A mentor advised him to lean into his gayness, to accept being a ‘type,’ and accumulate experience for his acting toolbox. That was freeing, Doyle said. He started having sex, although—unlike his friendships with women—it took him a little more time to develop such close friendships with other men.
It was around this time that his bodyguard work began. Pete is probably more naïve and sheepish than he was, said Doyle.
Making Bonding was a “real slog.” The show was shot in 20 days, with cast and crew working from 4 a.m every day, a “labor of love.” He hopes it looks “like a $10 million thing.” Naturally, he would love Netflix to commission a second season. “What I did with my friend felt very weird and private and small. I don’t know if I was able to process it at that time. With a decade or more in between, I was able to see how a small kernel of story could become about something bigger.”
The complicated friendship of Pete and Tiff is an extension of Doyle’s own experiences: gay men and straight women are two disenfranchised groups, he said, and in Bonding we see a member of each of those groups vie for power. Tiff is a not just a dominatrix, but also dominant in the friendship with Pete, and Bonding follows the pair as they see how and if this relationship can be equal.
Another telling moment is when Pete’s potential partner tells him he’s not as special as he thinks; this isn’t said or intended cruelly, but more as a reminder that humans share many shades of similar experiences. “I thought of myself as so special as a child, and the dark truth I wasn’t as special and dark as I thought.”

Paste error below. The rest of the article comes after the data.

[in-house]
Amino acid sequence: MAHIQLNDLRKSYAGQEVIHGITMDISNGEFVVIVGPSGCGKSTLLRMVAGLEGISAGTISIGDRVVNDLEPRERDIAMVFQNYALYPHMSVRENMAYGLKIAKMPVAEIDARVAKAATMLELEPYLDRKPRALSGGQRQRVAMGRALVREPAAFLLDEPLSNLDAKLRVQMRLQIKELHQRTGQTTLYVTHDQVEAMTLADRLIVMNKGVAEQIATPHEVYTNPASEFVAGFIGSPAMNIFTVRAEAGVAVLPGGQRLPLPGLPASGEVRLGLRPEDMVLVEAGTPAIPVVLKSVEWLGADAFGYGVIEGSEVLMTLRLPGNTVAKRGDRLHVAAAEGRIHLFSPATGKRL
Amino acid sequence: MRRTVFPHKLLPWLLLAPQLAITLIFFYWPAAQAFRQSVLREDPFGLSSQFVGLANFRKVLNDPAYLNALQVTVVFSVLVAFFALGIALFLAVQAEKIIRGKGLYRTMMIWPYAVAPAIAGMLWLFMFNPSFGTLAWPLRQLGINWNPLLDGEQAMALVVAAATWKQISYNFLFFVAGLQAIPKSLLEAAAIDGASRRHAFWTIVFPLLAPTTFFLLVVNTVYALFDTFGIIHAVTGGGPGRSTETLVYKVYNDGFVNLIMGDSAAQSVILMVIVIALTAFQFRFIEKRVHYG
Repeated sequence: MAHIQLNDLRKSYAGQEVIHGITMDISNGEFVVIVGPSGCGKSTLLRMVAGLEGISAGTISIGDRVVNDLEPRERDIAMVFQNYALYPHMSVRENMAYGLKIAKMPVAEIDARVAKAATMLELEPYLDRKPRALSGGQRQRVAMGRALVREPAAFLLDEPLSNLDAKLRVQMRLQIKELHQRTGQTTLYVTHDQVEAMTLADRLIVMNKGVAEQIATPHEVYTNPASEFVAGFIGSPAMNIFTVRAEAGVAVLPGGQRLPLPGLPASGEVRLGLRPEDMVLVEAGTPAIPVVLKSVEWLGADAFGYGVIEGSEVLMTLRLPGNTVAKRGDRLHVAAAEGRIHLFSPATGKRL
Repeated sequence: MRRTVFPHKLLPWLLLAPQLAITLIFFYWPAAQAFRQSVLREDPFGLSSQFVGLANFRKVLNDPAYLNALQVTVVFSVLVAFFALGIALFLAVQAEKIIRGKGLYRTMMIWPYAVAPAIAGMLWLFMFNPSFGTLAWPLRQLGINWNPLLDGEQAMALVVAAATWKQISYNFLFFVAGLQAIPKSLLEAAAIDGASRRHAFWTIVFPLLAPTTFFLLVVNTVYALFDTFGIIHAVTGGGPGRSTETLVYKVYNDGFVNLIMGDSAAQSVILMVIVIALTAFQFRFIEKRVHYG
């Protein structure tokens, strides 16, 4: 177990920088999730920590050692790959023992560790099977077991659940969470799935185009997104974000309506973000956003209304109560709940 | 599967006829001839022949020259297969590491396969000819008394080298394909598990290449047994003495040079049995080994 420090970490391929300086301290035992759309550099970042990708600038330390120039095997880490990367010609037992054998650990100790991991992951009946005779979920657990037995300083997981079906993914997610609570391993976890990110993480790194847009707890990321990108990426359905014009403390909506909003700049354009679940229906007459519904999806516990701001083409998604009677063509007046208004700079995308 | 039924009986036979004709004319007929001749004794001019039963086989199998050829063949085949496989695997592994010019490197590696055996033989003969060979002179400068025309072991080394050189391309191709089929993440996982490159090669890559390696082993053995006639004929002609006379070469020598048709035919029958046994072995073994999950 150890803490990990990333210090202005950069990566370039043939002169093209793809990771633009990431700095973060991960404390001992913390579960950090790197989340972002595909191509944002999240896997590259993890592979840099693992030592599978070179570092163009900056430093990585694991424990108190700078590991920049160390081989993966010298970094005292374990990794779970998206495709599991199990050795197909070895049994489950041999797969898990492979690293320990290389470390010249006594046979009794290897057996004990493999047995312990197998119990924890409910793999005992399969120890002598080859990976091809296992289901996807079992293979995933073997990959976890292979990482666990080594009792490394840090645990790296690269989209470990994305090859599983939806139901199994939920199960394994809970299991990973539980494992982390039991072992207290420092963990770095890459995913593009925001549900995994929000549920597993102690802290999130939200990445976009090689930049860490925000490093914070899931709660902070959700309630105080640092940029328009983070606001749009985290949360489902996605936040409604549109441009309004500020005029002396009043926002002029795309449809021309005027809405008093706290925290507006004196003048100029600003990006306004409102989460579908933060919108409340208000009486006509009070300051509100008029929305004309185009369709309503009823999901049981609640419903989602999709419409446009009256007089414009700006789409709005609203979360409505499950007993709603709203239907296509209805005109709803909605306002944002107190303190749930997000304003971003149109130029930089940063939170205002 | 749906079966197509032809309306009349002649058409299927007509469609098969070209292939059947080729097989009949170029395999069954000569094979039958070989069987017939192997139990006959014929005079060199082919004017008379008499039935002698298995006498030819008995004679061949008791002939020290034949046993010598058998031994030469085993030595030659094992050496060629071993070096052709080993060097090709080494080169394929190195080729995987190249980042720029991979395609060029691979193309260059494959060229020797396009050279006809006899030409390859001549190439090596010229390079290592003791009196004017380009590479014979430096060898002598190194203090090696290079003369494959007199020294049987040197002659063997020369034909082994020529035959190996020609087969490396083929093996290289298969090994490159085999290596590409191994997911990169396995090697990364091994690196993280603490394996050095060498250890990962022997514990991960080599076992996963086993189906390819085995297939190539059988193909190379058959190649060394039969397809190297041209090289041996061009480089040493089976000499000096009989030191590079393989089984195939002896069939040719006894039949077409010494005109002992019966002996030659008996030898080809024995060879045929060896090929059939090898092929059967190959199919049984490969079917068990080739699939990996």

Doyle's parents love Bonding. There’s nothing he could tell them which would shock them, he said. “They love their super-verbose, says-whatever’s-on-his-mind gay son.”
He came out to them at 22. “I had been asked on a date by a famous person, and thought it would be the perfect way to come out to them.” He laughed. “I thought the famous person would cancel out my news.” Instead, his parents were nonplussed by both. “They didn’t care about me being gay, or the famous person. They just said, ‘Have a great time.’”
Right now, Doyle is single. “I like to call myself Rapunzel and the witch. I put myself in the tower and cut my own hair and just wait for some growth. I live in Los Angeles. It’s harder to date there than in New York, where you walk down the street and think life could go in any direction. In Los Angeles, you think, ‘I can’t believe I just masturbated for the fifth time today. I haven’t left my apartment.’” Doyle said he prefers to meet people face to face than on apps. Marriage and children are certainly possibilities, if and when he finds that elusive right person.
Like the real-life experience which changed Doyle, he hopes Bonding ultimately adds to understanding.
“The message of the show is ‘don’t be scared.’ I’m more vanilla than I would ever want to let on. But it’s funny; when we’re young, we’re taught that sex is bad. But sex is part of life, and can be joyful, painful, exciting, thrilling. I’m still a judgmental person, and people may have many judgments about me, but maybe Bonding will give them more understanding and empathy and an ability to listen. I hope it goes way beyond ‘my funny story.’”